By the time mid-December rolls around, people will often ask us, Are you doing anything special for Christmas?

Does the question sometimes make you stop and think?

Of course we want to bring our friends and loved ones together to celebrate. That’s a given. But because it’s Christmas, it seems like we should celebrate in a way that’s somehow different from our other gatherings during the year. And that’s what can stump us.

We want to do something especially meaningful. But what might that celebration look like?

To help inspire you, we asked some of our Focus on the Family Canada staff to share some of their family traditions – the unique ways that they connect with friends and family at Christmastime.

Maybe you’ll find a fun new idea to try!

Christmas shoeboxes – Dede

Dede and her family like to kick off the Christmas season by packing Operation Christmas Child shoeboxes for children in developing countries. “We have a saying in our family: If you can afford to buy a new pair of shoes, you can afford to fill the box. So that’s the inspiration for what we do,” says Dede.  

During the year Dede collects items to fill the shoeboxes – something that’s second nature now for Dede, since she’s been doing this for over 20 years.

“It started when my children were very little, as a way to teach them about other children who have less, and how important it is to share.”

Now that Dede’s children have grown, packing shoeboxes has turned into a larger family affair involving Dede’s daughter, granddaughters and sister, who all live four hours away. Every November they plan a packing party for an entire afternoon and evening. With great anticipation each one brings the items they’ve collected over the year, then they pool the items and start the fun task of filling the shoeboxes.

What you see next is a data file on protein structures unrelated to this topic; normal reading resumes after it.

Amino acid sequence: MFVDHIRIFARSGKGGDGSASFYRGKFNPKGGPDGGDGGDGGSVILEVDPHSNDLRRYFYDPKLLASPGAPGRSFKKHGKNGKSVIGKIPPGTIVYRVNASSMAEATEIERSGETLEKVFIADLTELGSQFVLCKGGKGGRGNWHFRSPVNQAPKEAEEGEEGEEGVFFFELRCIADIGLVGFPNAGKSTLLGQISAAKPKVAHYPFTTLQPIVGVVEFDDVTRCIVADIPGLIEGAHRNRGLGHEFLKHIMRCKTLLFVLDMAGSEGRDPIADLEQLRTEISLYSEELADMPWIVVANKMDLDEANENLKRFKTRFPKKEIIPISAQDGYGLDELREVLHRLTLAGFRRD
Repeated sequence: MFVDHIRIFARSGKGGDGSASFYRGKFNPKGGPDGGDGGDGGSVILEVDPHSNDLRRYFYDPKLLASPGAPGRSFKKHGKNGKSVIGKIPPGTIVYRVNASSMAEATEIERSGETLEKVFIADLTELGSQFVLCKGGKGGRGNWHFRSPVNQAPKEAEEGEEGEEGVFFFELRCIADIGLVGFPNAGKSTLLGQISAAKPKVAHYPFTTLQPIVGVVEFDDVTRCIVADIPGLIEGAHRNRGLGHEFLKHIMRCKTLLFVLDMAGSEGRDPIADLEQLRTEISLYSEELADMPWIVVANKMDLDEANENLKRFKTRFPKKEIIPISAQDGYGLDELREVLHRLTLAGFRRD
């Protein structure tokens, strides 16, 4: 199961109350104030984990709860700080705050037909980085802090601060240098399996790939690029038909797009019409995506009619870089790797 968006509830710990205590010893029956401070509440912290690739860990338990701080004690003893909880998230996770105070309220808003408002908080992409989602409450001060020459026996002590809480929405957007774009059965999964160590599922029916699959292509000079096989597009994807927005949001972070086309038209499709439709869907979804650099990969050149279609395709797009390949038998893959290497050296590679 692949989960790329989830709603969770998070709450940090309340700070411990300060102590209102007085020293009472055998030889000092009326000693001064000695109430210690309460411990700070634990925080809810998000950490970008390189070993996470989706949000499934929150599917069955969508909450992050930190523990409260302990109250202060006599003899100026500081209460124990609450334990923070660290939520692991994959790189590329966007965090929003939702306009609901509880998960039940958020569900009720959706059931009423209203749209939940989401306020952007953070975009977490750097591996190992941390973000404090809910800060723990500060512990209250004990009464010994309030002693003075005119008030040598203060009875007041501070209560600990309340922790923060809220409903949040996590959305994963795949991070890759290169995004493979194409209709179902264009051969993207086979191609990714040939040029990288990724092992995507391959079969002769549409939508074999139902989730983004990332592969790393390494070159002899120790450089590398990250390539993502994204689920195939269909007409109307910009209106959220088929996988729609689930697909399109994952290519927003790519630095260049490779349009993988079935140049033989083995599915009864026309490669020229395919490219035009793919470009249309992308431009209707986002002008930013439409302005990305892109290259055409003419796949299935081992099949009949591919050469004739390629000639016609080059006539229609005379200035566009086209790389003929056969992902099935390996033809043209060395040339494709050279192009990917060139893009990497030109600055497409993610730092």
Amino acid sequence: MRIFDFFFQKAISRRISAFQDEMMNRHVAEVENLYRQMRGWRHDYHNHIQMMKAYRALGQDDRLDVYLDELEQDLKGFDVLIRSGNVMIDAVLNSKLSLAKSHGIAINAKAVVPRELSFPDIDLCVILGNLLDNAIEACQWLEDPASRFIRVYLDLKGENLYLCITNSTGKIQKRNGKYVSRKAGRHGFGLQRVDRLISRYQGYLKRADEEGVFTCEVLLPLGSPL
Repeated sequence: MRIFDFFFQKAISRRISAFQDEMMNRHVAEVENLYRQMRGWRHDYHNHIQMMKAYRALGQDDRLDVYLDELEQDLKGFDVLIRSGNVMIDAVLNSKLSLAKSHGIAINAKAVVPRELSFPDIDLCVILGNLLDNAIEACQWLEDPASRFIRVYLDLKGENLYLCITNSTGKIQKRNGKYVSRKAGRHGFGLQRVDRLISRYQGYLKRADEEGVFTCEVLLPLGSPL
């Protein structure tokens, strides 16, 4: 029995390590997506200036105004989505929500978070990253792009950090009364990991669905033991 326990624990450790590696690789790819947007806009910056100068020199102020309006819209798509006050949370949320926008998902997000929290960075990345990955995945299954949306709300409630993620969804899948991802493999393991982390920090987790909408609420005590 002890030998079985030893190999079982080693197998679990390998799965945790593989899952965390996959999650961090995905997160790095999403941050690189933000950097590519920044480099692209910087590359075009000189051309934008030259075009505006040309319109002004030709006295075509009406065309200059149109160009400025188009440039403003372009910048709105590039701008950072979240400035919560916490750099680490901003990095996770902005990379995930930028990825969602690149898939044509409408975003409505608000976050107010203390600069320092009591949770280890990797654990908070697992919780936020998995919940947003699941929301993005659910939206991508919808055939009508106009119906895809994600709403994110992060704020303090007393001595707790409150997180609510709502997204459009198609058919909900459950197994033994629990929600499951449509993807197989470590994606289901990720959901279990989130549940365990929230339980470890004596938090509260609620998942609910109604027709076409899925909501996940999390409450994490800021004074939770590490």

“It brings us such joy and excitement to see how all the boxes come together, and it’s such a wonderful way for us to connect,” says Dede. “We always look forward to getting together and sharing this special family tradition to begin celebrating the Christmas season.”

All in the kitchen for Advent – Jane

Jane’s three boys are all independent young adults who no longer live with her. Four years ago, when Jane was looking for a way to bring everyone together to celebrate the Christmas season, she decided to try an all-day family cooking session. Now their big family bake-off is a loved annual tradition.

“I was looking for something that was practical,” says Jane, “yet at the same time, a significant way to mark the beginning of Advent as a family.

“One of my boys is married, and the other two bring their girlfriends along. They are all either working or going to school, so they’re busy. After our cooking day, they leave with pre-made meals to see them through the most hectic month of the year. They love that.

“The value for me is those five hours I have with my kids, all working together. It’s much less rushed than the time we spend together from December 24 to 26. That can get a little crazy.”

So what does Jane’s family usually cook up? “We make two soups, a stew, a casserole and some baked goods – usually two kinds of cookies and cinnamon buns,” says Jane. “I buy all the groceries as my Advent gift to my kids, but they do the work. I make sure everyone takes turns so they all learn the skills. Everyone does the chopping. Everyone rolls the dough. Everyone makes the icing. It’s tiring for sure, but it’s a very special time.”

Grinch Night – Mark

For over 10 years Mark’s family has been hosting an annual Christmas party they affectionately call Grinch Night. For Mark, his wife, and their four kids, it’s a party with a clear purpose: they want to get to know people who might otherwise remain on the periphery of their lives.

“We try to invite a different group each year,” says Mark. “It’s a chance to get to know our neighbours, our kids’ friends’ parents, and other people like that – the people who are in our life, but we don’t know that well.